At a glance
- From 28 November 2016, all Scottish personal injury claims not exceeding £25,000 will need to comply with a new compulsory pre-action protocol
- The changes will bring benefits for all parties to a claim, by helping to facilitate fair, just and timely settlements
- Breaching the protocol can result in significant detriment when either making or defending a claim, so it is important that customers understand the upcoming changes
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The Scottish Pre-Action Protocol (SPAP) for personal injury claims will become compulsory for all claims not exceeding £25,000 falling on or after 28 November 2016. This replaces the current Scottish Voluntary Pre-Action Protocol (SVPAP) and includes a number of important changes to the voluntary regime.
Included in the changes are powers for the courts to penalise parties that fail to comply with the protocol. It is therefore important customers are aware of the SPAP process, and understand the actions they need to take to comply with the new rules on handling personal injury claims.
Since 2006, solicitors and insurers in Scotland have been encouraged to use SVPAP for personal injury claims with an anticipated value of less than £10,000.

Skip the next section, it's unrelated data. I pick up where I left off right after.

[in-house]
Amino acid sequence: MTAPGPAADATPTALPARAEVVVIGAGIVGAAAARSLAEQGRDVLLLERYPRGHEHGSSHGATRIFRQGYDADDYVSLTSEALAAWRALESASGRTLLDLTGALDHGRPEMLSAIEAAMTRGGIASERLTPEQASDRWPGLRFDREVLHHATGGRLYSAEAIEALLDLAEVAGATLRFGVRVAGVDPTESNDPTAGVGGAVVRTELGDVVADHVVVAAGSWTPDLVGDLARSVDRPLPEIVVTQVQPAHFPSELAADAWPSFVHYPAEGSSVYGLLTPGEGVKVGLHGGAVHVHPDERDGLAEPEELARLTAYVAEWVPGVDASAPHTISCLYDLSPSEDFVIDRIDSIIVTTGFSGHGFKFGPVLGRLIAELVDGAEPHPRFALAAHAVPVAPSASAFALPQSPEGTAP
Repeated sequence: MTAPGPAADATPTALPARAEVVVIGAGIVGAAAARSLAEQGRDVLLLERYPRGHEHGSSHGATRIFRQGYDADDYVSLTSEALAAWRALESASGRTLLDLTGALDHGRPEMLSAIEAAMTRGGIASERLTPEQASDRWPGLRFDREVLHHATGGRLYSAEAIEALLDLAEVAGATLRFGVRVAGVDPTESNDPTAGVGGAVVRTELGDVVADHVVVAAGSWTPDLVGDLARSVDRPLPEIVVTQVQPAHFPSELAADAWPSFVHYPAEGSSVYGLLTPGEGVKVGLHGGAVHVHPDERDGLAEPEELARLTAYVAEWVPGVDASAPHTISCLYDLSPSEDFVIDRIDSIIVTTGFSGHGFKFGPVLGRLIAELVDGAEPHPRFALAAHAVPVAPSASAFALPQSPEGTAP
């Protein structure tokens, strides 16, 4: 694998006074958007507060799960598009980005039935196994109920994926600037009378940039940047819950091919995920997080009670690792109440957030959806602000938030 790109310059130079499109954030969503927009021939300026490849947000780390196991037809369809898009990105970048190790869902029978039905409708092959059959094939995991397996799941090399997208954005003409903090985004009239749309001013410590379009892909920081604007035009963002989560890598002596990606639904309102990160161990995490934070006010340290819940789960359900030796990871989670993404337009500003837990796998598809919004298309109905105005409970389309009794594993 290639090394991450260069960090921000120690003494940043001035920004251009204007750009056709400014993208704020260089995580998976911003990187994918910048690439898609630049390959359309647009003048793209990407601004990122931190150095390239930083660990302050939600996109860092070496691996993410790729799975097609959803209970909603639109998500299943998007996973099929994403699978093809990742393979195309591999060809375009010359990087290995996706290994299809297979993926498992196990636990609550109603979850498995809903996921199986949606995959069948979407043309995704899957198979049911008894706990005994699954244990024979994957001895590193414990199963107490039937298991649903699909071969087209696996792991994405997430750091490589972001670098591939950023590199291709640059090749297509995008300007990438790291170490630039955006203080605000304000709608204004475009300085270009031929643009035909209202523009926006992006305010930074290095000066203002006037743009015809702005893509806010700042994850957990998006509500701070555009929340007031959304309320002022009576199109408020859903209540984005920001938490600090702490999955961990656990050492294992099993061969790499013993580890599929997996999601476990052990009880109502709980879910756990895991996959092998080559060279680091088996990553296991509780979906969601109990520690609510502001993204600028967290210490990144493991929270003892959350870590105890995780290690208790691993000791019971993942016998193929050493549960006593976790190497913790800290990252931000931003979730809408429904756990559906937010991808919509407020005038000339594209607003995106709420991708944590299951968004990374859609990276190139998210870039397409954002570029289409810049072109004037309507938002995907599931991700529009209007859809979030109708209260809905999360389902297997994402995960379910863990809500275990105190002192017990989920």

From 28 November 2016, it will become compulsory to follow a prescribed pre-action protocol, with a number of key changes to the previous voluntary regime:
- SPAP must be used for any claims with a likely value of £25,000 or less – an increase from the previous £10,000
- It is a compulsory protocol, and therefore must be adhered to throughout the life of proceedings
- SPAP has a heightened focus on pre-action conduct, such as the disclosure of information relevant to disputes (for example: accident books, training records and risk assessments)
- The courts are given increased powers to penalise non-compliance with SPAP, including halting proceedings until parties comply, making awards of expenses, and altering awards of expenses upon final settlement or judgment